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car review

2012 Ferrari 458 Spider

To some, they used to be called poster cars: vehicles so achingly gorgeous to their mostly teenage admirers they'd end up on bedroom walls all across the world. To others, car porn.

Enticing shots of hot cars are more likely to be admired these days on websites, laptop screensavers, smartphone screens or digital wallpaper, their fetching design appeal spreading to older types looking for an extra bit of motivation on the job, or another reason to buy that lottery ticket.

Ferrari has long been a producer of these poster cars. And just as the digital mediums have fanned old desires into new forms, the Italian auto maker has also advanced its traditional mid-engine sports car to take advantage of modern technology.

The proof is in the new 458 Spider, which retains all the aesthetic and performance appeal of its luscious 458 Italia coupe, and adds a folding metal roof. It therefore becomes the first mid-engine sports car to find room behind its two occupants for a large engine as well as a receptacle in which to snuggle the back-flipping roof panel.

The one design sacrifice 458 Spider buyers will have to make is that they can no longer see the lovely red cam covers, its artfully displayed twin cylinder banks seeming more like an elegant H-pattern than a 90-degree V.

In any other car, you wouldn't think twice about not seeing the engine. But Ferrari's mid-engine sports car has been showing off its heart under a transparent cover since the 360 Modena debuted in 1999, and then the much admired F430 after it, which became the best-selling Ferrari of all time.

It's clear that Ferrari tried various ways to keep the engine visible. But the top became too heavy, as did the support structures, say company executives. Yet what makes the 458's lack of transparency more notable is that even when you pop the new louvered rear hood, you still can't see the vast majority of the engine.

This is a marked contrast with the 458's predecessor, which kept the engine proudly visible in both top up and top down forms. In part, this was a brazen sporting statement; but it also effortlessly accommodated the many requests to see the work of art lurking underneath.

Ferrari officials in Italy say their main goals in designing the 458 Spider were to increase comfort while maintaining the handling and dynamic response of the Italia. This may not seem a recipe that would scream for adding a seemingly bulkier folding hardtop. But the sports car maker says the aluminum top's components weigh 25 kg less than the soft top in the F430 Spider, and that the 2012 Spider will outweigh its coupe counterpart by only 50 kg.

That's enough to maintain Ferrari's mysteriously vague 0-100 km/h acceleration time for the 458 Italia of "less than 3.4 seconds." Top speed is slightly lower for the Spider, at 320 km/h, although if you'll miss those extra five kilometres or so of top end, you'd likely be more interested in the track-friendlier and stiffer coupe.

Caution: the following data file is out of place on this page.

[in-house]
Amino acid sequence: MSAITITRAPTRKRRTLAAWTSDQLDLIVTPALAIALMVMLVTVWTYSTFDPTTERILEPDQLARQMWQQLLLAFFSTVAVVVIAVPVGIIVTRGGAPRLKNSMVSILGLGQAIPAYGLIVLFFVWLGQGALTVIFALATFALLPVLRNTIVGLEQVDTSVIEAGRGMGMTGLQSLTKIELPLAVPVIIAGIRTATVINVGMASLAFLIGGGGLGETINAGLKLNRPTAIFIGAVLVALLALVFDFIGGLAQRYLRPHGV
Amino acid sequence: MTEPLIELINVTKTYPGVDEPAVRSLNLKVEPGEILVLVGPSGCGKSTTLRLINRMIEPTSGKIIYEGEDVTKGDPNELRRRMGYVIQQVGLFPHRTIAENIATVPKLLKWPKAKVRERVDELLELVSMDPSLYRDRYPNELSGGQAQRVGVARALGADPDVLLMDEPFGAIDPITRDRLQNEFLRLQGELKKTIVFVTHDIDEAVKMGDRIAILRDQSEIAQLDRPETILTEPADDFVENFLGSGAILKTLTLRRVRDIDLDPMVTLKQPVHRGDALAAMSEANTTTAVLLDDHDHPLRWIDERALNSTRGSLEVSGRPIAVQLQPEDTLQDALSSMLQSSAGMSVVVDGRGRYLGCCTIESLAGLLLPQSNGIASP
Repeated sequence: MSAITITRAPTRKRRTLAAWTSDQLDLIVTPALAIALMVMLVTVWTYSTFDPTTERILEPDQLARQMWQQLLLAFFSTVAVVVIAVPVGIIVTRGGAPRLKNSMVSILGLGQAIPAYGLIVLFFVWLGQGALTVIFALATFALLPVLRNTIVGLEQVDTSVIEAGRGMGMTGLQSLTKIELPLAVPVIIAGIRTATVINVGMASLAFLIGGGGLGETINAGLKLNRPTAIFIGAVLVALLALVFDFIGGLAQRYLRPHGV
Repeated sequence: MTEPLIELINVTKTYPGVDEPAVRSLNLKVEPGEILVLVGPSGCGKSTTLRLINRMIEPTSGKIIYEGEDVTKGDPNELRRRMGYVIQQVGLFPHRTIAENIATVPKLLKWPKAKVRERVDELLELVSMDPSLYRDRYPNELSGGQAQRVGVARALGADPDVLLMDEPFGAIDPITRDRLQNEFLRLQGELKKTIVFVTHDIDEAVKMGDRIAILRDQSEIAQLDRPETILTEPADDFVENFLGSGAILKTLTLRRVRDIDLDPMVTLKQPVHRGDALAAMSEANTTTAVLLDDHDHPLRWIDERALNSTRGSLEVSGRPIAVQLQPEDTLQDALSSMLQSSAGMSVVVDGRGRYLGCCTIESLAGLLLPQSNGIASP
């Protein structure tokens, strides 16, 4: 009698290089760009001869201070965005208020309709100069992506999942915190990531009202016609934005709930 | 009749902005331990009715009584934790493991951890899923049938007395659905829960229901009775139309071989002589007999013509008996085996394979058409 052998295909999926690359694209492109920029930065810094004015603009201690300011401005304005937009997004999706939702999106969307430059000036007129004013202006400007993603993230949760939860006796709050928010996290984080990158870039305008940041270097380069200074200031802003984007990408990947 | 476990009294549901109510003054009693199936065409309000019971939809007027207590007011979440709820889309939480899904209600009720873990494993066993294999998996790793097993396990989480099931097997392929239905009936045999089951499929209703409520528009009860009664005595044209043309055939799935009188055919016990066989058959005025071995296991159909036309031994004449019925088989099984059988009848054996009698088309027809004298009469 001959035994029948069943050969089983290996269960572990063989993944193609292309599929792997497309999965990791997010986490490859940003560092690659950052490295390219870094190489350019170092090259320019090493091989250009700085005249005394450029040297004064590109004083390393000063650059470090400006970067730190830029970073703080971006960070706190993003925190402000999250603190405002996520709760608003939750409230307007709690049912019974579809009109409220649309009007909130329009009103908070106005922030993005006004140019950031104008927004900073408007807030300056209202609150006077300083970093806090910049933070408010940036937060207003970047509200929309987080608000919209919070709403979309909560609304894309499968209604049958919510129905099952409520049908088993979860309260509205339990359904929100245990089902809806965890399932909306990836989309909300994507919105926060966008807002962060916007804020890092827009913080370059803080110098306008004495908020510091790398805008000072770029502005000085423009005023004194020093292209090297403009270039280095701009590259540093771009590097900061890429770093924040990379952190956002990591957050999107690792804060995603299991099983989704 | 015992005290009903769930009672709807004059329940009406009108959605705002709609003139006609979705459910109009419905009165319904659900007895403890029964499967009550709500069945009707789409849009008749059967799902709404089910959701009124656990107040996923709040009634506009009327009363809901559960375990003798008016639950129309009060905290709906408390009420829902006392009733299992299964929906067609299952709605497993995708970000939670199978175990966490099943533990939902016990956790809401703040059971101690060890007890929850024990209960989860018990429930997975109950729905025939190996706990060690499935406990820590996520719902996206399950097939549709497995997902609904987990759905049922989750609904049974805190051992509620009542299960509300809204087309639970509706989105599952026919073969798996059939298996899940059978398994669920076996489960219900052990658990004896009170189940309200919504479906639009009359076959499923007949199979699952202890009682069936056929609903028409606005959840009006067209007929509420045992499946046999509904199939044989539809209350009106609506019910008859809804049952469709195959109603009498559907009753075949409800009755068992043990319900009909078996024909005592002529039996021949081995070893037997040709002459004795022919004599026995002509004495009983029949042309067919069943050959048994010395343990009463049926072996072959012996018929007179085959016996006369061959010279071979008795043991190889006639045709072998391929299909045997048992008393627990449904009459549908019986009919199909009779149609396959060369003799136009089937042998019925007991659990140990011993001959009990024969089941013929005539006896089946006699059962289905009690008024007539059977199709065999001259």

Ferrari engineers insist that damper rates on the 458 convertible are 30 per cent softer, to ease its everyday suitability for owners who tend to drive their cars longer, if not quite as hard – perhaps out of compassion, since they tend to drive more often with a passenger. This car can easily generate enough g-force to send your significant other's lunch flying back up through their nose, at which point they'll surely be less than impressed with the car or its driver.

That significant other will more likely be impressed with the impeccable materials inside, as well as the ultra-modern feel of the centre console, dials and controls. The flat-bottom steering wheel is immaculately carved and attractive, though the buttons for the horn integrated into the outer rim can be tough to find in a hurry.

The rear window now operates as a windscreen, automatically positioning itself ideally to cut wind noise and buffeting, or a switch on the dash can open or close it at will, allowing you lots of wind in through the windows.

For such a performance-minded sports car, the 458 Spider is remarkably quiet with the roof up. Add to that a suspension that can be instantly placed in "soft" mode – or at least as soft as a rear-engine Ferrari allows – and it makes a noticeable difference when you find yourself on an unexpectedly rough road, while keeping your engine and transmission aggressiveness settings the same.

But to truly experience this car's soul, one needs to pull over, hit the P button for Park, then hold that roof button for 14 seconds until sunshine appears above you, and similarly heavenly noises come through like a shrieking vuvuzela installed behind your hand-stitched leather seat.

Despite the technological advancements in the all-aluminum hardtop, the multi-adjustable suspension with electronic damping, and the simple-yet-advanced manettino controller on the steering wheel that adjusts throttle maps, shift speeds and electronic stability settings, it's the raw emotional power that makes the 2012 Ferrari 458 Spider stand out even in a peer group that include some of the most exciting droptops in the world.

Slated to become available in March in Canada, at a price that will very likely exceed 300 large, Ferrari has created a poster car that's equally as exciting from the driver's seat as the sidewalk, and gives up little compared to its fixed hardtop sibling.

Tech specs

2012 Ferrari 458 Spider

Type: Two-seat convertible sports car

Base price: (estimated) $257,000 (U.S.)

Engine: 4.5-litre V-8

Horsepower/torque: 562 hp/398 lb-ft

Transmission: Seven-speed dual-clutch automatic

Drive: Rear-wheel

Fuel economy (litres/100 km): 11.8 combined city/highway; premium gas

Alternatives: Aston Martin DBS Volante, Lamborghini Gallardo Spyder, Mercedes-Benz SLS Roadster, Porsche 911 Turbo S Cabriolet